Minnesota Timberwolves forward Kevin Garnett was acquired in a trade with the Brooklyn Nets last February.
Jesse Johnson/Jesse Johnson-USA TODAY Sports
MINNEAPOLIS — Kevin Garnett will get paid $8 million per season over the two-year contract he has agreed to with the Minnesota Timberwolves, a person with knowledge of the agreement told The Associated Press on Thursday.
Garnett and the Timberwolves put the finishing touches on the deal earlier this week. The person spoke on condition of anonymity because financial details have not been announced.
The 39-year-old Garnett made an emotional return to the Timberwolves — the franchise he essentially put on the map during 12 years here to start his career — in a February trade with the Brooklyn Nets. After a thunderous welcome in his first home game back, Garnett played just four more games the rest of the way while he dealt with knee issues and the Timberwolves went on a nose dive to the bottom of the standings.
Team president and coach Flip Saunders said at the end of the season that Garnett likely could have played more down the stretch, but he wanted to ensure that he didn’t suffer any serious injuries that would prevent him from coming back for a 21st NBA season.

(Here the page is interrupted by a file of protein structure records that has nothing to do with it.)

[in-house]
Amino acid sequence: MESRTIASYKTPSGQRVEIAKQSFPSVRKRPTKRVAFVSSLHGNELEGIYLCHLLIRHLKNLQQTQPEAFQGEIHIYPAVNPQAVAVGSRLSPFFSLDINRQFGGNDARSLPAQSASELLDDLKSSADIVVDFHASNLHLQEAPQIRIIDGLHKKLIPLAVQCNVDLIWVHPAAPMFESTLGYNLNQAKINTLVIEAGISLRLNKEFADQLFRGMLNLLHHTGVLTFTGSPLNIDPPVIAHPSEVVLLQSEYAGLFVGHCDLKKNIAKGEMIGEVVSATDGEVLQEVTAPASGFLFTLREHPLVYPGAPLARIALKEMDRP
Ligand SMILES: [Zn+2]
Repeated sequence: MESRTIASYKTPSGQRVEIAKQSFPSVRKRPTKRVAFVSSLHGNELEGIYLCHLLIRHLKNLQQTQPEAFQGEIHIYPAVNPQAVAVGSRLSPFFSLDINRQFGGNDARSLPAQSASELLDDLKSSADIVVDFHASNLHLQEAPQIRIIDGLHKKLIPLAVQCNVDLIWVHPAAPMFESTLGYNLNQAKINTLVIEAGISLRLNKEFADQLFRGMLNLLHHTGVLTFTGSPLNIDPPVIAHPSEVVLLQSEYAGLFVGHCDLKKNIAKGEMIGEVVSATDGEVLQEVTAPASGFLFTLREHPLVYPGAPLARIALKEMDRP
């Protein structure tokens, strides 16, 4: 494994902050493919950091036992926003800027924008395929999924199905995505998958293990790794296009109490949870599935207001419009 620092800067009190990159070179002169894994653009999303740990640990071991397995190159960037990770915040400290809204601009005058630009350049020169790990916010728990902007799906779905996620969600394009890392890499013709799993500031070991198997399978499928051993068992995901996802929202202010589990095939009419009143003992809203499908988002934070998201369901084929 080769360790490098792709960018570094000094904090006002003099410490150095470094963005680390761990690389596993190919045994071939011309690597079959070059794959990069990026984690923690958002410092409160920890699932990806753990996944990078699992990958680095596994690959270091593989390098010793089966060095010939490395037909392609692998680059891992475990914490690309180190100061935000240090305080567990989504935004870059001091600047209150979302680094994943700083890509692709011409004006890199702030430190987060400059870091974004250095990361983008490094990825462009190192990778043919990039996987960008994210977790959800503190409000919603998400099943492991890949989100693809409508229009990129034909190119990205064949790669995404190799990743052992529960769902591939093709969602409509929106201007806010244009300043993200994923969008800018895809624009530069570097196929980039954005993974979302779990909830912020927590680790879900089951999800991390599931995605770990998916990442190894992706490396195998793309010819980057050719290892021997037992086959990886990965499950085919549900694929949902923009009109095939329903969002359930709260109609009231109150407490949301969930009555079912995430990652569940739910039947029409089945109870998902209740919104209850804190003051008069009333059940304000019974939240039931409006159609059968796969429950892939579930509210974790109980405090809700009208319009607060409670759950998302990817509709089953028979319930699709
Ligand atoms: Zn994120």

Garnett will turn 40 in May, and his statistical output has been in decline for several years. He will likely be limited to 20 minutes per game next season and will sit out many back-to-backs, but he remains an imposing presence on the defensive end and the Wolves are counting on him to instill some of his famed intensity in a roster full of young talent.
The Wolves took Kentucky big man Karl-Anthony Towns with the first pick in last month’s draft, and in many ways Garnett can provide the blueprint for success for a rookie who wasn’t even born when Garnett was drafted in 1995.
Garnett revolutionized the way the power forward position was played, ushering in a new area of long, lean big men who could also handle the ball, pass and shoot from the outside instead of staying glued to the paint all game long.
Towns follows in that mold, exhibiting 3-point range and solid court vision to go with a polished low-post game.
"I bet we’ll be talking a lot," Towns said with a chuckle earlier this week.
The Wolves also have rookie point guard Tyus Jones, who grew up in Minnesota watching Garnett, and a pair of 20-year-olds in reigning Rookie of the Year Andrew Wiggins and reigning slam dunk champion Zach LaVine for Garnett to tutor.
Other Wolves youngsters including third-year forward Shabazz Muhammad and third-year center Gorgui Dieng have spoken highly of the tone Garnett set in practice last season and his willingness to engage them in conversations about his experiences.
It remains to be seen how much longer Garnett will play. The contract is guaranteed for both seasons, but Garnett spoke of eventually transitioning to ownership with the franchise and he has made a ritual the last few seasons about contemplating his future after each season ends before deciding to continue playing or retire.